Among the remaining participants meeting the inclusion criteria, we used descriptive statistics to compare demographic and clinical characteristics, and 6-month VS (overall and among participants retained) in pre-intervention and intervention phases. We compared frequencies of overall outcomes (i.e., retention, LTFU, and died) by phase.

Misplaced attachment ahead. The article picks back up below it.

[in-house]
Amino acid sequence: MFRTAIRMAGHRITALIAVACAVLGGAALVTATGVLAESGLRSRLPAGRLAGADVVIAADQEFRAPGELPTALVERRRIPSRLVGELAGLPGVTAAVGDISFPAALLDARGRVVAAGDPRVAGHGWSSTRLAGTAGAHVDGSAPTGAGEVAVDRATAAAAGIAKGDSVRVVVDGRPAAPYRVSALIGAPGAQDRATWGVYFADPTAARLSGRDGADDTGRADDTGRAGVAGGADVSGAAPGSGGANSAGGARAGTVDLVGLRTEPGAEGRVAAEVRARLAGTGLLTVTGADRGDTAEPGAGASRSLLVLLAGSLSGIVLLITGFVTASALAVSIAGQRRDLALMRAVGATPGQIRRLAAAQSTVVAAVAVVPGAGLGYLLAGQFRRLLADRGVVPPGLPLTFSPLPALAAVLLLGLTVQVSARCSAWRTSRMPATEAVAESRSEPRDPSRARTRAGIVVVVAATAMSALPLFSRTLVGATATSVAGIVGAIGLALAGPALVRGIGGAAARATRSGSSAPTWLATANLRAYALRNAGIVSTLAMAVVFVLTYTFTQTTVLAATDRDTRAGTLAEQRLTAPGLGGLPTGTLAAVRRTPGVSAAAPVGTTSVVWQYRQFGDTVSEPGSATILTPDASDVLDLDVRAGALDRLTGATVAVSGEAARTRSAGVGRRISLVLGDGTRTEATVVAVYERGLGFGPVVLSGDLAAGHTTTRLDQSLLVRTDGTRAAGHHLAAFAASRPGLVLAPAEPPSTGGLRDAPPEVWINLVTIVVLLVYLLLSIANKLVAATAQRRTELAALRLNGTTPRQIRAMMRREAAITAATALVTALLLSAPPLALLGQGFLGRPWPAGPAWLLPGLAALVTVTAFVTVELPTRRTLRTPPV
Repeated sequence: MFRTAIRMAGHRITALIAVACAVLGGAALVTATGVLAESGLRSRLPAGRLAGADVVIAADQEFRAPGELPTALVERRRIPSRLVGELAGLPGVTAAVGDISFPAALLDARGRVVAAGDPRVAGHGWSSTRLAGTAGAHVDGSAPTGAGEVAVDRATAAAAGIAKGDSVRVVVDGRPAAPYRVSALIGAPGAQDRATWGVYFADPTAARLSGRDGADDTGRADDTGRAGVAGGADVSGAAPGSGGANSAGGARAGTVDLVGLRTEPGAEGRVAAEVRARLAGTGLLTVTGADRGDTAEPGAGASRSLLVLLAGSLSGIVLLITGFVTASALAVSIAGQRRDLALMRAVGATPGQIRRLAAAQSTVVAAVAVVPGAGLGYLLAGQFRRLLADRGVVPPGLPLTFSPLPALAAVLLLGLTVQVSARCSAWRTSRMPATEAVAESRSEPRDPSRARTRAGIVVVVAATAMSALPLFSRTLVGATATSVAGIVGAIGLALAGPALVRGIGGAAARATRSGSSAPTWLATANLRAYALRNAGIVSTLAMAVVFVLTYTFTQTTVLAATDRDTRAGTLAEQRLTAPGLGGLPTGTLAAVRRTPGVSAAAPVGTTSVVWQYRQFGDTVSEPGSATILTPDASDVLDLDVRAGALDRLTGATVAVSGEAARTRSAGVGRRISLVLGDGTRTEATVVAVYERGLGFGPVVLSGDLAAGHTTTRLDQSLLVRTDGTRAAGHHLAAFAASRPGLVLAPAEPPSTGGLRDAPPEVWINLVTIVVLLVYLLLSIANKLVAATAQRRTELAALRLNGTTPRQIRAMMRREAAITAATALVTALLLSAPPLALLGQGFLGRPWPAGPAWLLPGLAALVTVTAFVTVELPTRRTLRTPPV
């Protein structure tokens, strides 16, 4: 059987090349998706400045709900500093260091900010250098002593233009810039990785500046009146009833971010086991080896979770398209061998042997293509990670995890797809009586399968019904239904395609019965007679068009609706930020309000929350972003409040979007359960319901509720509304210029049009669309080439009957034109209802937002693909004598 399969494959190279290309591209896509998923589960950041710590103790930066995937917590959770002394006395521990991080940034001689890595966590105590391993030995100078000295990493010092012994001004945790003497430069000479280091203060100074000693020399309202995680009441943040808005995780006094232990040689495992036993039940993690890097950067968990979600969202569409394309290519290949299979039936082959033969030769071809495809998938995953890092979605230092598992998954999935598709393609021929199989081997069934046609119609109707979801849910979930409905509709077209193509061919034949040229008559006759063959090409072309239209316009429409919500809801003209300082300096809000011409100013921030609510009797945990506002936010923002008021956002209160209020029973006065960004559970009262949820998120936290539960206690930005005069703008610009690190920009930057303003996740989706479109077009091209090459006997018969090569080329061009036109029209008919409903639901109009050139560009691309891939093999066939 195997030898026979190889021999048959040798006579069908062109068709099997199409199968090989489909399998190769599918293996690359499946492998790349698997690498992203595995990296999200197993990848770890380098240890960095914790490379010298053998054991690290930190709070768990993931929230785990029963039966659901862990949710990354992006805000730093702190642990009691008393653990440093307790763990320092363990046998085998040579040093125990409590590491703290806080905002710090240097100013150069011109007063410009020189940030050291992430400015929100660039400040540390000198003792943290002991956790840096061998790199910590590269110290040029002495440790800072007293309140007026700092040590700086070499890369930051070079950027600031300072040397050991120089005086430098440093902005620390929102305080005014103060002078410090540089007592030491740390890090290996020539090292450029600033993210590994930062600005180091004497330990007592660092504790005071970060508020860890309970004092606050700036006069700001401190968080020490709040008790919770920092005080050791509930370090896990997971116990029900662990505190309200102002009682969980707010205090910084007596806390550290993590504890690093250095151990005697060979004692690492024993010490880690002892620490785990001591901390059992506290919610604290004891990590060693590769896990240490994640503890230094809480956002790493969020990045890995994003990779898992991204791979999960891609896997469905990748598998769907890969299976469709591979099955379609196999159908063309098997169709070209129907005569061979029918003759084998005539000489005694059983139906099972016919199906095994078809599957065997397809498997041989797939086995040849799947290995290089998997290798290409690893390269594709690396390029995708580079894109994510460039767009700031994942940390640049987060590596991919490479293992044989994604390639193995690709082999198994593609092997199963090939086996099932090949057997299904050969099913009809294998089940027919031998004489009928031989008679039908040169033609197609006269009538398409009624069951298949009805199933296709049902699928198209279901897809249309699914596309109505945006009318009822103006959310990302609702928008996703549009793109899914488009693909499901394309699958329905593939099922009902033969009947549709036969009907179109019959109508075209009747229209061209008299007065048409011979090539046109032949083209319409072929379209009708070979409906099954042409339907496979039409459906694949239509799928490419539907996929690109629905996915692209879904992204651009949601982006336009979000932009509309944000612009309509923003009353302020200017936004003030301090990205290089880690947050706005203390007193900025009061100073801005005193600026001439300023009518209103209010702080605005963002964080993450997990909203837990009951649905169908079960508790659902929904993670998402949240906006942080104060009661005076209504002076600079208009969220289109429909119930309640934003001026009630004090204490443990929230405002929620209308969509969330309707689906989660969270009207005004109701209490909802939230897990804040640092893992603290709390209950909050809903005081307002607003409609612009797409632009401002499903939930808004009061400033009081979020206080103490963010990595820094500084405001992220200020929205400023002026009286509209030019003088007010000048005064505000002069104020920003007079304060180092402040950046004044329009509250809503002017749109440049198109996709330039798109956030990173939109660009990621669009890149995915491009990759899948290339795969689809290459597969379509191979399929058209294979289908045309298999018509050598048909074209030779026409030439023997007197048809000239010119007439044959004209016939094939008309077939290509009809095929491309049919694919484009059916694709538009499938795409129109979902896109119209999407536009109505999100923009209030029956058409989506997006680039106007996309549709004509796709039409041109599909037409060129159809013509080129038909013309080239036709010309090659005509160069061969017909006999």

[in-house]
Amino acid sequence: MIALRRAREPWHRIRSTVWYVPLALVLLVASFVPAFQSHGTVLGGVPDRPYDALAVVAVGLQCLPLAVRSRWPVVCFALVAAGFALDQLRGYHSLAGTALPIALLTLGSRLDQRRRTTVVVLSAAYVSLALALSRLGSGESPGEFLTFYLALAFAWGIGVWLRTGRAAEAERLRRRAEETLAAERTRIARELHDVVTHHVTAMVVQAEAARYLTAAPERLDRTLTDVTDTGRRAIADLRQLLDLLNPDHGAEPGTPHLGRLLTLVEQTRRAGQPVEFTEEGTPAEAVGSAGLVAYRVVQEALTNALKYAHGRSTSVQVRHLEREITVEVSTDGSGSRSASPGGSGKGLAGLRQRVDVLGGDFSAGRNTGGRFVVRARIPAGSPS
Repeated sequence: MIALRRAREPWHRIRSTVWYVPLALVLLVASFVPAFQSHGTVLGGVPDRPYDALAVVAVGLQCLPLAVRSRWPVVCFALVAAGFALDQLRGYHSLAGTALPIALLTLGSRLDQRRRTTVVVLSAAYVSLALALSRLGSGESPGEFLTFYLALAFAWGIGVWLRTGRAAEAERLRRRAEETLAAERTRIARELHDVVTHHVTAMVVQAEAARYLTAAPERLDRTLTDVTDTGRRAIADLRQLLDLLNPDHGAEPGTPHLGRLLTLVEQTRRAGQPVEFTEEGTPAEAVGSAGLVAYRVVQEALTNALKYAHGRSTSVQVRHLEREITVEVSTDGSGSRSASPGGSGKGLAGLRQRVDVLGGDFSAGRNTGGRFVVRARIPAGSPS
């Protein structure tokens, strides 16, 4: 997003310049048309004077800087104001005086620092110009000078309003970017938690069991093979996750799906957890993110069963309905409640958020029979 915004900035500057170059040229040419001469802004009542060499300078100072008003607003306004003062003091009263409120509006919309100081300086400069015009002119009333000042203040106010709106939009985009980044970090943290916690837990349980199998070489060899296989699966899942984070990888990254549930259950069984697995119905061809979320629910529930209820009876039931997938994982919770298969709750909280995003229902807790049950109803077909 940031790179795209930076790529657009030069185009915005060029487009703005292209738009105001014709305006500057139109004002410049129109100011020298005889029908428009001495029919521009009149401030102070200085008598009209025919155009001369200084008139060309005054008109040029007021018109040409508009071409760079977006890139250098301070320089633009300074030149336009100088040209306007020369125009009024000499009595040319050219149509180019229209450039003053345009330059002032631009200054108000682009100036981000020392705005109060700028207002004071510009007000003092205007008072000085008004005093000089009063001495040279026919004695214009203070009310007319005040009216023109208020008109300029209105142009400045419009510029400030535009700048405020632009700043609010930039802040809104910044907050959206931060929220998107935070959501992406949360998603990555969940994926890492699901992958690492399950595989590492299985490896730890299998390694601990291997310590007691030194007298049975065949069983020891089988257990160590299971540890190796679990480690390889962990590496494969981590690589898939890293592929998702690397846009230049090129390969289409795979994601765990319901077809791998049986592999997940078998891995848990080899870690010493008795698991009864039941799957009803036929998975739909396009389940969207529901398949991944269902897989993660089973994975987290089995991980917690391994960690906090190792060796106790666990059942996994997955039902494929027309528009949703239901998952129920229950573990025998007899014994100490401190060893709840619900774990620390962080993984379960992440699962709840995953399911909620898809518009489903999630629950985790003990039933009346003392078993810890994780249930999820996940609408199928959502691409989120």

Logistic regression was conducted to assess factors associated with 6-month retention and to estimate retention probabilities. The covariates of interest were age range (18–24, 25–34, 35–44, and 45 and older), sex, WHO stage (I–IV), entry point (facilities or their outreach sites) and phase (pre-intervention and intervention). Among the 1,011 participants who did not transfer out during the study, there were 1, 51, 21, and 55 missing observations for sex, WHO stage, age range, and entry point, respectively. These missed observations were completed in ten datasets using multiple imputation chained equations . Mixed-effects logistic regression models including an intercept-level random effects for site were used for inference to determine associations with retention in care. Models were fitted for each of the ten imputed datasets, and results were combined using Rubin’s rules . We began with a full model including sex, age group, WHO stage, entry point, phase, and four two-way interaction terms (i.e., sex × phase, entry point × phase, age × phase, and sex × age). We sequentially deleted insignificant interaction terms, followed by insignificant covariates and levels of categorical covariates that did not meet a threshold of P ≤ 0.05 based on t or F tests for binary or categorical covariates, respectively. The marginal (averaging over sites) estimates of retention were obtained from the final multivariable model fitted to the multiply imputed data. All statistical analyses were performed using STATA 16.1, (StataCorp, College Station, TX).